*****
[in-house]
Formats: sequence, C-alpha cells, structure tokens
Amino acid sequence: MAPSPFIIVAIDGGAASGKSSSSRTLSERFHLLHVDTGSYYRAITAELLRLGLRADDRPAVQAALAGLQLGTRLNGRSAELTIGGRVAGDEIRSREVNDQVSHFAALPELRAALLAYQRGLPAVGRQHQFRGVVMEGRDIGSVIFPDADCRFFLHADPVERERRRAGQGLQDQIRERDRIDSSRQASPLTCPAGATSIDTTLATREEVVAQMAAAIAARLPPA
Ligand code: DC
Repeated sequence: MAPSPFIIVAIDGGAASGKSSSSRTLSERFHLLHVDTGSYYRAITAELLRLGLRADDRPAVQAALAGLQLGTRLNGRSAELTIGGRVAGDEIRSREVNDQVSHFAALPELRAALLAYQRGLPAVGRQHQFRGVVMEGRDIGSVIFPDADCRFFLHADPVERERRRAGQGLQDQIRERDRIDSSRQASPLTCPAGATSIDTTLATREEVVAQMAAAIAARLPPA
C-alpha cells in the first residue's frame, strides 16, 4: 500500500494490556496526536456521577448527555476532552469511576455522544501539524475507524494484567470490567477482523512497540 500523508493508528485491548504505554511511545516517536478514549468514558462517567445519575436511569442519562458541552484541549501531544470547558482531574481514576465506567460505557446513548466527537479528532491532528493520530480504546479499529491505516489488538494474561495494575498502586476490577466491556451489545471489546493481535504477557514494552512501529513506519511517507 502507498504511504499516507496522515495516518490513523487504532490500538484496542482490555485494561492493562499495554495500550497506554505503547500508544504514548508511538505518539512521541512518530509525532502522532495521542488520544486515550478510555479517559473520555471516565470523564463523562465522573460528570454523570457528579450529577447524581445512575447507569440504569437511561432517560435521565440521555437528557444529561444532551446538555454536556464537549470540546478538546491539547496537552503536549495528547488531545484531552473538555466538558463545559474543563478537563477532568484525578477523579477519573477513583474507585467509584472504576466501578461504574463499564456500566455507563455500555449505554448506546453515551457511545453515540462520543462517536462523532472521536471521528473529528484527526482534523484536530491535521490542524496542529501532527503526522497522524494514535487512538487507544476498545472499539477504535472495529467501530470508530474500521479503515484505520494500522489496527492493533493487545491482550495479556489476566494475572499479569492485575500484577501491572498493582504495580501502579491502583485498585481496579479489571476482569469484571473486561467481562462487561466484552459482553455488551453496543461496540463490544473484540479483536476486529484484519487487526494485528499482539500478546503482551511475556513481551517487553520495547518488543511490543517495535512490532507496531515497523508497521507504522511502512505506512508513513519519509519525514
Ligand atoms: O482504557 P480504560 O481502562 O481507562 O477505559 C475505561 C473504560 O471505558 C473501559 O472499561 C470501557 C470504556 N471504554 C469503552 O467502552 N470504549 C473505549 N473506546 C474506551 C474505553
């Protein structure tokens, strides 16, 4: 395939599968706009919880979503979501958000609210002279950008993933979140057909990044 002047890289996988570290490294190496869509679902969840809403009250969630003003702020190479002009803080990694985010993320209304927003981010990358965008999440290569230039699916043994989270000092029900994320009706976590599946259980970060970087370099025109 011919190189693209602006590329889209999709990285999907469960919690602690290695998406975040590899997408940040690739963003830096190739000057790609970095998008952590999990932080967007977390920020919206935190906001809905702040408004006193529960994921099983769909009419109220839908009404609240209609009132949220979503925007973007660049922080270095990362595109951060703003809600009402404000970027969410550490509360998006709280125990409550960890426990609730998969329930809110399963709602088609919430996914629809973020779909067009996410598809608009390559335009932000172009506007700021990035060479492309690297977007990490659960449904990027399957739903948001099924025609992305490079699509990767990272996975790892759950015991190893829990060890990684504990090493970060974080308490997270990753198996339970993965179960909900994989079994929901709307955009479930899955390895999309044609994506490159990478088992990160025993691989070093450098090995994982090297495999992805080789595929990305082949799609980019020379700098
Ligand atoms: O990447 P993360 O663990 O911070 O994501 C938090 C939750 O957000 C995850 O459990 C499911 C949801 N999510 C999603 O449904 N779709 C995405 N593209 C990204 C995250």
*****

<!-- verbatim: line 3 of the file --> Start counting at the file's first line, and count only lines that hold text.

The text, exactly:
Amino acid sequence: MAPSPFIIVAIDGGAASGKSSSSRTLSERFHLLHVDTGSYYRAITAELLRLGLRADDRPAVQAALAGLQLGTRLNGRSAELTIGGRVAGDEIRSREVNDQVSHFAALPELRAALLAYQRGLPAVGRQHQFRGVVMEGRDIGSVIFPDADCRFFLHADPVERERRRAGQGLQDQIRERDRIDSSRQASPLTCPAGATSIDTTLATREEVVAQMAAAIAARLPPA